The circuit was conventionally designed with eight LED audio level meter made out of two low power quad op-amps which utilizes LM324.The VU meter is calibrated in volume units that are numerically equal to the number of decibels above the reference level.
The VU meters were used to monitor audio power levels in recording and broadcast studios, so that the signal can be weakened or amplified to bring it within the optimal range for recording or broadcast. The meter effectively connects in parallel with the input of the receiver or amplifier.
The 1K resistors in the circuit are essential so that the LED’s turn on at different audio levels. There is no reason why you can’t change these resistors, although anything above 5K may cause some of the LED’s to never switch on. This circuit is easily expandable with more op-amps, and is not limited to use with the LM324. Pretty much any op-amp will work as long as you look up the pinouts and make sure everything is properly connected.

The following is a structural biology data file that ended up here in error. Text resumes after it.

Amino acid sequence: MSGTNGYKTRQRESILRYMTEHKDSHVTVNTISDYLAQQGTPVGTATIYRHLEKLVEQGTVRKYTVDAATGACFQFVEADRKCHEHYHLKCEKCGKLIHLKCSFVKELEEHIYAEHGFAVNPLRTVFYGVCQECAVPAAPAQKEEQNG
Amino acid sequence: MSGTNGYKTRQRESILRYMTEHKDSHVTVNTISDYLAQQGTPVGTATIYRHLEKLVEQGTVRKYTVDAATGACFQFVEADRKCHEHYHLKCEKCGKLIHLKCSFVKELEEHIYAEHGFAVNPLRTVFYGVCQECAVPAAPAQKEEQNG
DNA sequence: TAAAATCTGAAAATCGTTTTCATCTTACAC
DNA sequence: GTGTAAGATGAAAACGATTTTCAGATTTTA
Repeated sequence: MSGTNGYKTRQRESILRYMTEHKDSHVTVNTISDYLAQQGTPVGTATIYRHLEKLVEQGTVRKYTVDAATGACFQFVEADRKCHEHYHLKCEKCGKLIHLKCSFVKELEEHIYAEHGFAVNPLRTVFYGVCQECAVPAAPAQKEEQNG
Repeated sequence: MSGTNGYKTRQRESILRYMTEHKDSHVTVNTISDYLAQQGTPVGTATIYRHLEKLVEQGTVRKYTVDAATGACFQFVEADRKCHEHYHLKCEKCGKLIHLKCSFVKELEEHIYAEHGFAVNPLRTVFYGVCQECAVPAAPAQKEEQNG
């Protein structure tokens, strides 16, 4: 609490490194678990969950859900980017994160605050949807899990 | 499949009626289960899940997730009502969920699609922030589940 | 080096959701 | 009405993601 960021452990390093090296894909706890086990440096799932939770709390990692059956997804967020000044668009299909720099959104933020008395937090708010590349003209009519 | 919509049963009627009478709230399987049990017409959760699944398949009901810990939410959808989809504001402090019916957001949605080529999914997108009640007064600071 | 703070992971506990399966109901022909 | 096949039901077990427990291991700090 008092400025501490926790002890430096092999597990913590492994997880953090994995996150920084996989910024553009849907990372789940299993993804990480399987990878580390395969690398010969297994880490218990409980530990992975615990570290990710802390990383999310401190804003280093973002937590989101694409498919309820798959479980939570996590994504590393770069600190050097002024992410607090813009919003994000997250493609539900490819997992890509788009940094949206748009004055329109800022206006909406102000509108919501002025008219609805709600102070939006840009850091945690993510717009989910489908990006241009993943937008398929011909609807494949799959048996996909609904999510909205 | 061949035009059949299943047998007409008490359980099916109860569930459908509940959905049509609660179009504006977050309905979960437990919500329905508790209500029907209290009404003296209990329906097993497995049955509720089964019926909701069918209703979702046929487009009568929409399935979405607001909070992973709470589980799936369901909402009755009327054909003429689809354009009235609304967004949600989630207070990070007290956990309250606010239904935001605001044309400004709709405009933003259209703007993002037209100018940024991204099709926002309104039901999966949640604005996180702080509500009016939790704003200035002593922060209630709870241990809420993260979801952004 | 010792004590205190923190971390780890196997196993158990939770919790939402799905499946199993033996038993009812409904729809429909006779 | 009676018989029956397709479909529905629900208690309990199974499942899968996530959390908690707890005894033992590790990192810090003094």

The 33K resistor on the schematic is to keep the signal input to the circuit at a low level. It is unlikely you will find a 33K resistor, so the closest you can get should do. The value of this resistor may need to be changed, so it is best you breadboard this circuit before actually constructing it on PCB. The circuit in it’s current form will accept line level inputs from sources such as the aux out on a Hi-Fi, all though could be easily modified to accept speaker inputs.
Visit Here for more.